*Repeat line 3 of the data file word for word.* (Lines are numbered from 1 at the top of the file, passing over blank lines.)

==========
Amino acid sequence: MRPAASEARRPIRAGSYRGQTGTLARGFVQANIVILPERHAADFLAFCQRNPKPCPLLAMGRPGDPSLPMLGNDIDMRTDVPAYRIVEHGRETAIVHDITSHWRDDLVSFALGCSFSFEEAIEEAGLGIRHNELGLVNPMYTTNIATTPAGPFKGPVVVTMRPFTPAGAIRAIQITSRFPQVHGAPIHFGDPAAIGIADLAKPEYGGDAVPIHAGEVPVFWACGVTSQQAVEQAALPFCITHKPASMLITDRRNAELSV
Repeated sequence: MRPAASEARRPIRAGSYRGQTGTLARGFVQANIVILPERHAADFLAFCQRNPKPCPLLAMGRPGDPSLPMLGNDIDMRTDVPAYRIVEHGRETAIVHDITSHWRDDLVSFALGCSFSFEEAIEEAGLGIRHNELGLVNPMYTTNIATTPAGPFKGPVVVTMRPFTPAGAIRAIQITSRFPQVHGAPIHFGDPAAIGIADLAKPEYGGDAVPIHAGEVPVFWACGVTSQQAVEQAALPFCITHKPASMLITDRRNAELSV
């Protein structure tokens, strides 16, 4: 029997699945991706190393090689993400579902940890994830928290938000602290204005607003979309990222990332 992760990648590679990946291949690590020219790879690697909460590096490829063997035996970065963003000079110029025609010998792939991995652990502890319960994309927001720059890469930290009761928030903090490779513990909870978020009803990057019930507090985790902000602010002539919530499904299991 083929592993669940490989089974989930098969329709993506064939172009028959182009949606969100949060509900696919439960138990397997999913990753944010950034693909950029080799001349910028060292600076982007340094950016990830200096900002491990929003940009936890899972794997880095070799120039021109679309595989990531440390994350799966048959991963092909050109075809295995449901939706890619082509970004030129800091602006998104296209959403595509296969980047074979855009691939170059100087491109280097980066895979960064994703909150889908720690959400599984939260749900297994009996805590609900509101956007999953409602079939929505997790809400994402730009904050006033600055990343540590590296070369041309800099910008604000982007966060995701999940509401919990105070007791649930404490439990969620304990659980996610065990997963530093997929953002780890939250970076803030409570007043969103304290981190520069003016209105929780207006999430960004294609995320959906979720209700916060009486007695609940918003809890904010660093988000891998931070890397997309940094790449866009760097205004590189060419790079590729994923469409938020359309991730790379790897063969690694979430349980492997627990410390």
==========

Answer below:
């Protein structure tokens, strides 16, 4: 029997699945991706190393090689993400579902940890994830928290938000602290204005607003979309990222990332 992760990648590679990946291949690590020219790879690697909460590096490829063997035996970065963003000079110029025609010998792939991995652990502890319960994309927001720059890469930290009761928030903090490779513990909870978020009803990057019930507090985790902000602010002539919530499904299991 083929592993669940490989089974989930098969329709993506064939172009028959182009949606969100949060509900696919439960138990397997999913990753944010950034693909950029080799001349910028060292600076982007340094950016990830200096900002491990929003940009936890899972794997880095070799120039021109679309595989990531440390994350799966048959991963092909050109075809295995449901939706890619082509970004030129800091602006998104296209959403595509296969980047074979855009691939170059100087491109280097980066895979960064994703909150889908720690959400599984939260749900297994009996805590609900509101956007999953409602079939929505997790809400994402730009904050006033600055990343540590590296070369041309800099910008604000982007966060995701999940509401919990105070007791649930404490439990969620304990659980996610065990997963530093997929953002780890939250970076803030409570007043969103304290981190520069003016209105929780207006999430960004294609995320959906979720209700916060009486007695609940918003809890904010660093988000891998931070890397997309940094790449866009760097205004590189060419790079590729994923469409938020359309991730790379790897063969690694979430349980492997627990410390």